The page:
New legislation targeting those who deliberately fly graze their horses in Wales will come as a great relief for a number of our members who have been affected, says CLA Director Ben Underwood.
Introduced by Alun Davies, Minister for Natural Resources and Food this week, the Control of Horses (Wales) Bill will provide all Welsh local authorities with identical powers to seize, impound, return to the owner, and, as a last resort, euthanize horses by humane means when they are on land without lawful consent.
CLA issued a Guidance Note called 'Dealing with Uninvited Horses' on fly grazing earlier this year to help landowners understand where they stand legally and what practical steps are necessary to prevent it.
"We have seen a growing number of reports of horses being deliberately left to graze on land without the permission of the landowner which puts them in a very difficult position, especially when left there for extended periods of time," explains Mr Underwood.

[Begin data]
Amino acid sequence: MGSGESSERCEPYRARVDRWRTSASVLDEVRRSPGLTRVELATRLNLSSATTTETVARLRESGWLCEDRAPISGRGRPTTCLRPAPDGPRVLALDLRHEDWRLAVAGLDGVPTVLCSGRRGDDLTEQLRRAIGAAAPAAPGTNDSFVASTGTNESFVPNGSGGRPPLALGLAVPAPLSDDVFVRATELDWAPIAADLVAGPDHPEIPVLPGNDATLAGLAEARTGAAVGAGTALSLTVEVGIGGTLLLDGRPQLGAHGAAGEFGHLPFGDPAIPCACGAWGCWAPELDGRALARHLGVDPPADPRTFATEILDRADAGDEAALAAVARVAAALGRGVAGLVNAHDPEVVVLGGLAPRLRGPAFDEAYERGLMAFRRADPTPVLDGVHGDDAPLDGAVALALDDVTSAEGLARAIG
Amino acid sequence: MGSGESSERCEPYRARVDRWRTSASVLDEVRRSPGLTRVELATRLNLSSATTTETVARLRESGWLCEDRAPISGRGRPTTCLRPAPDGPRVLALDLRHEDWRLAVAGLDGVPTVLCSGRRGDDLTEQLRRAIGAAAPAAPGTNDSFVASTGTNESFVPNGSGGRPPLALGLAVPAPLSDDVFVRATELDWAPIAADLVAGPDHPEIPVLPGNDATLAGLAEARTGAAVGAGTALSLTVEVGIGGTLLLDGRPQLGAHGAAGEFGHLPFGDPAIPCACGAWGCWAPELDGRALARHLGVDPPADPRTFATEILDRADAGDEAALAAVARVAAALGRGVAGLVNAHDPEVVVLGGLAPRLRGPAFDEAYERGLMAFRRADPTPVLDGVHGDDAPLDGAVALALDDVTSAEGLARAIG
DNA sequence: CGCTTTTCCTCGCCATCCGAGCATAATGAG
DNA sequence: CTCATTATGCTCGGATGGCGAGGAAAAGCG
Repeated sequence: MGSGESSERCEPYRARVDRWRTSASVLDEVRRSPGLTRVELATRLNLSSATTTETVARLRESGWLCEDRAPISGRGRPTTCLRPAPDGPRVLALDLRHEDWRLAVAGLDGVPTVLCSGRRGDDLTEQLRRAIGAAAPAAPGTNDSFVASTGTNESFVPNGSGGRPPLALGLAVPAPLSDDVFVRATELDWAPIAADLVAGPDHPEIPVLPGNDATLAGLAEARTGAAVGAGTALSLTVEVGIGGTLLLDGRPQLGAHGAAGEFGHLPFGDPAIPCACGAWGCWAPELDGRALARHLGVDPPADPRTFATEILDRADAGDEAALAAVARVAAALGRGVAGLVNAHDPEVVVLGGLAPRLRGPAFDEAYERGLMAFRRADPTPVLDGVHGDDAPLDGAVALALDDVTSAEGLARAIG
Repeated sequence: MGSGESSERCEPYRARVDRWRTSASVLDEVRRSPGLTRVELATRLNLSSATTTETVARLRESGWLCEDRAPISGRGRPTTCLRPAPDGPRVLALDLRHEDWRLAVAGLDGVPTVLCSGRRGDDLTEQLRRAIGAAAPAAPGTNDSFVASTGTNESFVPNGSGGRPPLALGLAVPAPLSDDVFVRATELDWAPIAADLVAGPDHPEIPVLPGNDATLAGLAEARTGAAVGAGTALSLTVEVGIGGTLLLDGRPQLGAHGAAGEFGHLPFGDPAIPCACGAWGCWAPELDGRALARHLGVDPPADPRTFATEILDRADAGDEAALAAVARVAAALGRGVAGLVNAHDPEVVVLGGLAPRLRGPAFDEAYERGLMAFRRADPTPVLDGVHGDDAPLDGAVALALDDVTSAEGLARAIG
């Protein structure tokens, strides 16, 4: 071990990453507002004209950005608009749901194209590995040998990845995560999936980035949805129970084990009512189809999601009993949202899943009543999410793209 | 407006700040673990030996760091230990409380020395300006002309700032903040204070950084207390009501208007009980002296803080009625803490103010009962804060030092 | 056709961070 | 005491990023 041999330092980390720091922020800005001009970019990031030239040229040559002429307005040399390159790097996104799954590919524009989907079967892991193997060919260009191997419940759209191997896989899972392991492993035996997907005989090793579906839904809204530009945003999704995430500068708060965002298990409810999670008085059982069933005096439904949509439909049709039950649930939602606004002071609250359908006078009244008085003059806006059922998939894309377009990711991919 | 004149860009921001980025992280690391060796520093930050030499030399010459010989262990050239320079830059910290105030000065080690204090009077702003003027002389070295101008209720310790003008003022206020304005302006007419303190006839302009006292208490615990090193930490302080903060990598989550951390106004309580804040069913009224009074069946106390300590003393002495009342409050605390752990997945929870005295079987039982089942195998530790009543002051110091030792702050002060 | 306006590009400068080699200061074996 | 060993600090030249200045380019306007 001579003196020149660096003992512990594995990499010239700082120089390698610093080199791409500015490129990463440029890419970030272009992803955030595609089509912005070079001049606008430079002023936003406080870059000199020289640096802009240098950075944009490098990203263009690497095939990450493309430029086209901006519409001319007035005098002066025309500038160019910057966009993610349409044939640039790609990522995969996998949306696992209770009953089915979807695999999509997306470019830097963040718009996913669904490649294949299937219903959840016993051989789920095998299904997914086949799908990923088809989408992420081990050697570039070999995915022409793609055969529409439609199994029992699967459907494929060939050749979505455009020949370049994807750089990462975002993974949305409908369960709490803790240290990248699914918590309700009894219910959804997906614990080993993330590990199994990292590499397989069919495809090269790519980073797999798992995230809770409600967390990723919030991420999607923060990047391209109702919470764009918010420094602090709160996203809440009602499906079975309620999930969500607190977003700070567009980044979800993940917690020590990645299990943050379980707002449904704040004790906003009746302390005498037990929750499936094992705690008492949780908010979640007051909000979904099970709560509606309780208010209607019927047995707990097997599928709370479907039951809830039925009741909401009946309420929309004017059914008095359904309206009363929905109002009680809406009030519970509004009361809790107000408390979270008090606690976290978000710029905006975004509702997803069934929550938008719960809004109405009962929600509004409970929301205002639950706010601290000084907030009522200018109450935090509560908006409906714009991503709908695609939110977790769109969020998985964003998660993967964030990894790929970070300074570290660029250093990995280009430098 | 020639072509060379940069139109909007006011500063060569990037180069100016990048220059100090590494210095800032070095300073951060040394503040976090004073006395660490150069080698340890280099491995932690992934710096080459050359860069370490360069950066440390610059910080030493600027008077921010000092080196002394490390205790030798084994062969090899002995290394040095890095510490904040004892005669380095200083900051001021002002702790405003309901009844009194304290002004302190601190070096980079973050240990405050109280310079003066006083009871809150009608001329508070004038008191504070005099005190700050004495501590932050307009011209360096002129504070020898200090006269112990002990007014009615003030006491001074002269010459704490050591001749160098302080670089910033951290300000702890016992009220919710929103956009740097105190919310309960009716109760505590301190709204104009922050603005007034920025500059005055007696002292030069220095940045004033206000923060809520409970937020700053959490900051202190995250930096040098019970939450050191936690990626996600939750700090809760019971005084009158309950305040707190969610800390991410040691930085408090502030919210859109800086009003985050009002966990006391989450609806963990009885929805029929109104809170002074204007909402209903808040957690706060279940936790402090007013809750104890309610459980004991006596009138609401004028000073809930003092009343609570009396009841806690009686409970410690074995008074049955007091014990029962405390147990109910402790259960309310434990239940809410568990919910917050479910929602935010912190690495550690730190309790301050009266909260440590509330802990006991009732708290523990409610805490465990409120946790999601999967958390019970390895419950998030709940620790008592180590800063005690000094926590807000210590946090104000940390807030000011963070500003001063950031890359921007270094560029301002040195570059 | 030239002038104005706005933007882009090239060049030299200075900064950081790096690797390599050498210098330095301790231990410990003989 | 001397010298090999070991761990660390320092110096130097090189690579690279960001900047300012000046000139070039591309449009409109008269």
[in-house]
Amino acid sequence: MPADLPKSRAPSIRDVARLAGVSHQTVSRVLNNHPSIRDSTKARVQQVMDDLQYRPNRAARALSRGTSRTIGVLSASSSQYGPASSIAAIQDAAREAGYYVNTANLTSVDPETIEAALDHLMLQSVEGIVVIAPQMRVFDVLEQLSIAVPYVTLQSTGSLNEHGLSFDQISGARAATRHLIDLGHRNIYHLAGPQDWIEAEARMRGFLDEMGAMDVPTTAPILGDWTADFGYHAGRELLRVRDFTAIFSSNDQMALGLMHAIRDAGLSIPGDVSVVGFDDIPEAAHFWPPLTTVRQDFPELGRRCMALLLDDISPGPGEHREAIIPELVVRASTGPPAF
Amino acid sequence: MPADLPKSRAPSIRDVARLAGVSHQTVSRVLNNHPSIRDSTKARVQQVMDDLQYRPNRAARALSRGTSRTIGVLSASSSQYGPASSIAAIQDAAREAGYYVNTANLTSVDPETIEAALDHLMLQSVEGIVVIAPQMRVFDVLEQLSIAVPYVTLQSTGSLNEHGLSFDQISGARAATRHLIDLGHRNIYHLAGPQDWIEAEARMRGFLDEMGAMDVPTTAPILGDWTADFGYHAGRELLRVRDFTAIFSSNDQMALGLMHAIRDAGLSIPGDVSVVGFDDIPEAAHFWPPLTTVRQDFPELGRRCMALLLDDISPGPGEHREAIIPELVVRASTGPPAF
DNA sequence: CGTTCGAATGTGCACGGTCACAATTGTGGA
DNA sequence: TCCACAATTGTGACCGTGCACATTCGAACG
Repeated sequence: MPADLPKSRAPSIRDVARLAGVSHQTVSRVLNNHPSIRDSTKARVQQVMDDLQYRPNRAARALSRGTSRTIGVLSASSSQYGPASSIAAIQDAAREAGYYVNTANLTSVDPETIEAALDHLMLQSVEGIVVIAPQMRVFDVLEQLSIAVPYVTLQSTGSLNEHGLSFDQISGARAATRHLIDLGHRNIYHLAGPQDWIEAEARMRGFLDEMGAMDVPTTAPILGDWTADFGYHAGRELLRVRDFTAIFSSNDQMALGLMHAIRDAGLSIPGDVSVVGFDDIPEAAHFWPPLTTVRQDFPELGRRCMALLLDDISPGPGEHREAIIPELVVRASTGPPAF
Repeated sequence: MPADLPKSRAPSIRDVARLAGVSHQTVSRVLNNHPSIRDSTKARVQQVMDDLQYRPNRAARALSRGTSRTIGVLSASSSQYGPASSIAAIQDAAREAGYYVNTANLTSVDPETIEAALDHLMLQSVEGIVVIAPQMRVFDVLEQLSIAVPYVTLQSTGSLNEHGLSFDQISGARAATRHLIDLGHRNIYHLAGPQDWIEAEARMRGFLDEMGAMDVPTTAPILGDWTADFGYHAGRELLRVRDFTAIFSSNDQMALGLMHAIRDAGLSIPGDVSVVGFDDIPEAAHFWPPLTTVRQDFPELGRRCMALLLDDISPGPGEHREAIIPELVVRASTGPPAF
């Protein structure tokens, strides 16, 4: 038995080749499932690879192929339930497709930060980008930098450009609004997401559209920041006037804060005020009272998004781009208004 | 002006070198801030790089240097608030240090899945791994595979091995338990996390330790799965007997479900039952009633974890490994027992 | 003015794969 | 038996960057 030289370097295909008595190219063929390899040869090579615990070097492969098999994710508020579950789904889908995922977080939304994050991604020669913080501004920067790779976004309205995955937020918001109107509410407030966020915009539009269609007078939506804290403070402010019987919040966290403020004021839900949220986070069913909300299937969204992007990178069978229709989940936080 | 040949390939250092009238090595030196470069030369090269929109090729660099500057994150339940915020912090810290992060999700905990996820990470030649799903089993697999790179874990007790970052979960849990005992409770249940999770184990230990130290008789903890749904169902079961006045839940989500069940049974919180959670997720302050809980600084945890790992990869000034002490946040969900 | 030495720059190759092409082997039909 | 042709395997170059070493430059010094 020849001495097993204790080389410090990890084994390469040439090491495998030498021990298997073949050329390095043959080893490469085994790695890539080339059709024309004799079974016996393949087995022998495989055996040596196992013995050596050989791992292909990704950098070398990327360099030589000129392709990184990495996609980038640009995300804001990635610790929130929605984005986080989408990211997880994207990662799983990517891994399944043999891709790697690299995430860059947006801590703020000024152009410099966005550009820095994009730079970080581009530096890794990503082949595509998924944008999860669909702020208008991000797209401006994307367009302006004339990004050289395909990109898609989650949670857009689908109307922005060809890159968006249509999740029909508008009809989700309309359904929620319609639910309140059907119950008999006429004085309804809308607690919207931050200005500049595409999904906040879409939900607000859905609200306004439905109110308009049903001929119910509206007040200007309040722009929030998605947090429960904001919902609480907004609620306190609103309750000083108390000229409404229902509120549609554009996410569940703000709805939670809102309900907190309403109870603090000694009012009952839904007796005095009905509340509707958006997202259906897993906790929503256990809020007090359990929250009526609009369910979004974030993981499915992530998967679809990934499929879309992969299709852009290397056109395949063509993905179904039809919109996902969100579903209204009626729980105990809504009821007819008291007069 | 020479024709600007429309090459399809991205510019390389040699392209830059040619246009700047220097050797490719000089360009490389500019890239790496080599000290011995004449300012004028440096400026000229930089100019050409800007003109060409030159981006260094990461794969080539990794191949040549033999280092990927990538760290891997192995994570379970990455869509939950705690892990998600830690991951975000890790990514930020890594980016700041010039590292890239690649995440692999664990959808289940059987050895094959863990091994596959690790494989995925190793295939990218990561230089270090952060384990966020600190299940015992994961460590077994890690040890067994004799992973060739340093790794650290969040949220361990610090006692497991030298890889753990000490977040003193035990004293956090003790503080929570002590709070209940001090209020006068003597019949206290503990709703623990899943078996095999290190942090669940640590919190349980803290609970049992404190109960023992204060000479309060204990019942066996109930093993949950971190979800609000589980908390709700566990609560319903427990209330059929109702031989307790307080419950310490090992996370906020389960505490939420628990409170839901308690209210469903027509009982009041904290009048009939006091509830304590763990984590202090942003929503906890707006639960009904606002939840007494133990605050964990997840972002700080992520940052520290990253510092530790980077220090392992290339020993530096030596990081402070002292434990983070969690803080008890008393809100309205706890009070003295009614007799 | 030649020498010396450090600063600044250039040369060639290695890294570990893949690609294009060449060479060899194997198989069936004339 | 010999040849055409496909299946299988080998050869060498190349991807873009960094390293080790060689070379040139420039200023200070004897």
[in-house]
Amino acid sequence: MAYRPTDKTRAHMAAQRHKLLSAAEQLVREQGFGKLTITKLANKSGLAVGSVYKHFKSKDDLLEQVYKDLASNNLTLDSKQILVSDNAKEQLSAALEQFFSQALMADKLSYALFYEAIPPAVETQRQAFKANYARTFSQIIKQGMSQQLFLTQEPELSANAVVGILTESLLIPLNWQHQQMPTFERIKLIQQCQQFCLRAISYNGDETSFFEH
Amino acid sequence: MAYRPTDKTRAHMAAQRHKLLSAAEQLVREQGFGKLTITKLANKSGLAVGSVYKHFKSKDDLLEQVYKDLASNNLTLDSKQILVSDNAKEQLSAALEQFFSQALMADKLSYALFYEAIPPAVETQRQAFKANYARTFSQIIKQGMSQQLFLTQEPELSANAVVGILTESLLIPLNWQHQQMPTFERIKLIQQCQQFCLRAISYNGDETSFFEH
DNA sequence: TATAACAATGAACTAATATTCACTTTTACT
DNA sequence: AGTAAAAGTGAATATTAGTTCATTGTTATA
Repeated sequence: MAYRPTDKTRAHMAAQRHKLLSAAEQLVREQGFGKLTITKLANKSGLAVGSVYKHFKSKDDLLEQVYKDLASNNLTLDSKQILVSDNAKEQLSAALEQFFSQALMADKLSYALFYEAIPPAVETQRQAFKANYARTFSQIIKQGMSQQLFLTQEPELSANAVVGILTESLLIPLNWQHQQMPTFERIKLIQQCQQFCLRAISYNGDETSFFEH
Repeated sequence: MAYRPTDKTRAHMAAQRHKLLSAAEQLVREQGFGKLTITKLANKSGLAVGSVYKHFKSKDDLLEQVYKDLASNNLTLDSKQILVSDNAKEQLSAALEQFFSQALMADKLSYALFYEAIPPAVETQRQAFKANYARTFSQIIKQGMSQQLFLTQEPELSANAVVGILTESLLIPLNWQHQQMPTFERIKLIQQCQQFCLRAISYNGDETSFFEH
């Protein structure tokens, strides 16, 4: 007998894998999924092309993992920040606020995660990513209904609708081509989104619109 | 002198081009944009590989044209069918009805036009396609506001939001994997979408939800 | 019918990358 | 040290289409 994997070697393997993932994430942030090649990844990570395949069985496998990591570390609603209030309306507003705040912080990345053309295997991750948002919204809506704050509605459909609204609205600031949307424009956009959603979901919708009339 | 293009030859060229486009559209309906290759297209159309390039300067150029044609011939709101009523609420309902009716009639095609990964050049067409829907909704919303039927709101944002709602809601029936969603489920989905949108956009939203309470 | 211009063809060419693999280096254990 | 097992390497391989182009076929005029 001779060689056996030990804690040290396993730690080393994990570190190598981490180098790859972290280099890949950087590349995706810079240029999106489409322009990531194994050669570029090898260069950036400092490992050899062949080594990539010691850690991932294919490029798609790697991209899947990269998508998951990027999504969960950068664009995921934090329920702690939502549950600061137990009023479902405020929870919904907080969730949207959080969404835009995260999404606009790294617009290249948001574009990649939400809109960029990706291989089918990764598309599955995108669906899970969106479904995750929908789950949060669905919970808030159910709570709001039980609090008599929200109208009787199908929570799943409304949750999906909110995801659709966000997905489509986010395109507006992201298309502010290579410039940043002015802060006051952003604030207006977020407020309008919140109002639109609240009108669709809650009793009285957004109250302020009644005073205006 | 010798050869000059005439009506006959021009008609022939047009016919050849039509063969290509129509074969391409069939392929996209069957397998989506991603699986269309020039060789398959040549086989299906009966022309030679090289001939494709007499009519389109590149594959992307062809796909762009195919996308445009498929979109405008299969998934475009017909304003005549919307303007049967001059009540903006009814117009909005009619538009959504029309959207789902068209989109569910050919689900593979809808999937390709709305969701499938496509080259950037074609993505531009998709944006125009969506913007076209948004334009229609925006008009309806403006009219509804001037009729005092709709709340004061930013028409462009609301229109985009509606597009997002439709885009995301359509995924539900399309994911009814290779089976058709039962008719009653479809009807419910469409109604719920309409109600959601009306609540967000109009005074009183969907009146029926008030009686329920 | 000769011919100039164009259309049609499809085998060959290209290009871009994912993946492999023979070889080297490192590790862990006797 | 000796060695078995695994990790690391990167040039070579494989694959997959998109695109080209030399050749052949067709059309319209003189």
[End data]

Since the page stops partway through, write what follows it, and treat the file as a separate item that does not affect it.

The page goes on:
"Our Guidance Note suggests a list of preventive measures to help protect your land from fly grazing aimed to deter the unscrupulous horse owner and warns of what actions are necessary to make and what bodies need informing immediately so that checks for stolen horses can be made as soon as possible.
Mr Underwood continues: "From contacting your insurance company to requesting passports to getting valuations done, there is a range of issues that surround fly grazing that landowners ought to be familiar with.
"At last we have a clear direction on this issue which will help Local Authorities and landowners deal with the problem in a more effective and timely way."